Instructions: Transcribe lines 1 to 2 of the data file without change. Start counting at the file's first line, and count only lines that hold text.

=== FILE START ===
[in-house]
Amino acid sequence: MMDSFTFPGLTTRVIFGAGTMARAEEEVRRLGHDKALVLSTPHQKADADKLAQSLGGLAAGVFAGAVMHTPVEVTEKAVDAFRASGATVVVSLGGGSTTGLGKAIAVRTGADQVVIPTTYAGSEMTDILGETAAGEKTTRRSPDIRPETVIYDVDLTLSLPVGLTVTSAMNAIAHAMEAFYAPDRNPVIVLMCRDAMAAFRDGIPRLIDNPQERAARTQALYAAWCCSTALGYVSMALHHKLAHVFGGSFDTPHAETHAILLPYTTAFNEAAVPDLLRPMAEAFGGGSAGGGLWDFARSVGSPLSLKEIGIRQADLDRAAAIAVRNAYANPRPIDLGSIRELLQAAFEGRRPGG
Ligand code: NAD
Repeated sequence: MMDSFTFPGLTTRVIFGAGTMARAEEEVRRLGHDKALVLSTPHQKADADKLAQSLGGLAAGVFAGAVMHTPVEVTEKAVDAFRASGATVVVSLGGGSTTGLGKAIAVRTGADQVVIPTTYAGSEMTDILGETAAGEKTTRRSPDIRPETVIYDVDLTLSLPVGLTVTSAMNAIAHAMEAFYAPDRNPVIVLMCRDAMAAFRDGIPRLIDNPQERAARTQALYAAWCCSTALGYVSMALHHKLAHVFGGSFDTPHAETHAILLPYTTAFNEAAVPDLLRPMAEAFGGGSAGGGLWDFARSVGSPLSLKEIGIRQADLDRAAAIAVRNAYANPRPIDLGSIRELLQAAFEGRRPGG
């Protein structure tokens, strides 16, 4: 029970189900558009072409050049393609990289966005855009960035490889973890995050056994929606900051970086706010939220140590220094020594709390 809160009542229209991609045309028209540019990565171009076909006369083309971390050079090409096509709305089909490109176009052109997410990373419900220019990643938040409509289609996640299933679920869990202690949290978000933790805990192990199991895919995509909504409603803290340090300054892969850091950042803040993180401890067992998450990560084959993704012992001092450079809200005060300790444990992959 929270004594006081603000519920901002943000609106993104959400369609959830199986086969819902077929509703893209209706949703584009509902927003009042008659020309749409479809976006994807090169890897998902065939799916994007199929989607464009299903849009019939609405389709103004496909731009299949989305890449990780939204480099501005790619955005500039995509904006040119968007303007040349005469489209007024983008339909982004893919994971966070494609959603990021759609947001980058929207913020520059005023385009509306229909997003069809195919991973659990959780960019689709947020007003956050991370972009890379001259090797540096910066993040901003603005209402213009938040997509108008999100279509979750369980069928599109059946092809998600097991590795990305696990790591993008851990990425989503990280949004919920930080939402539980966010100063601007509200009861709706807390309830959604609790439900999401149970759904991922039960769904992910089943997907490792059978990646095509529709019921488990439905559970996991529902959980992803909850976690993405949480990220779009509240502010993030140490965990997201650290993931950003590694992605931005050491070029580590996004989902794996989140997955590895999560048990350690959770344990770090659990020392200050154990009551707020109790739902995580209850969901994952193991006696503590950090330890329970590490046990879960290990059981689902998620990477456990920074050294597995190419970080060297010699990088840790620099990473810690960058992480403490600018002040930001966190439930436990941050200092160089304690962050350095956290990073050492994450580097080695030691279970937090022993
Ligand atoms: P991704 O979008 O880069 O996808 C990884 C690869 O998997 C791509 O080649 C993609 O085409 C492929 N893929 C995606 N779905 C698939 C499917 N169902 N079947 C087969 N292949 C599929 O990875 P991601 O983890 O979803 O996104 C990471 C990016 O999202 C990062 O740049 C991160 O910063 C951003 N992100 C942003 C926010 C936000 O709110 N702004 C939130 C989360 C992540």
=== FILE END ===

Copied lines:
[in-house]
Amino acid sequence: MMDSFTFPGLTTRVIFGAGTMARAEEEVRRLGHDKALVLSTPHQKADADKLAQSLGGLAAGVFAGAVMHTPVEVTEKAVDAFRASGATVVVSLGGGSTTGLGKAIAVRTGADQVVIPTTYAGSEMTDILGETAAGEKTTRRSPDIRPETVIYDVDLTLSLPVGLTVTSAMNAIAHAMEAFYAPDRNPVIVLMCRDAMAAFRDGIPRLIDNPQERAARTQALYAAWCCSTALGYVSMALHHKLAHVFGGSFDTPHAETHAILLPYTTAFNEAAVPDLLRPMAEAFGGGSAGGGLWDFARSVGSPLSLKEIGIRQADLDRAAAIAVRNAYANPRPIDLGSIRELLQAAFEGRRPGG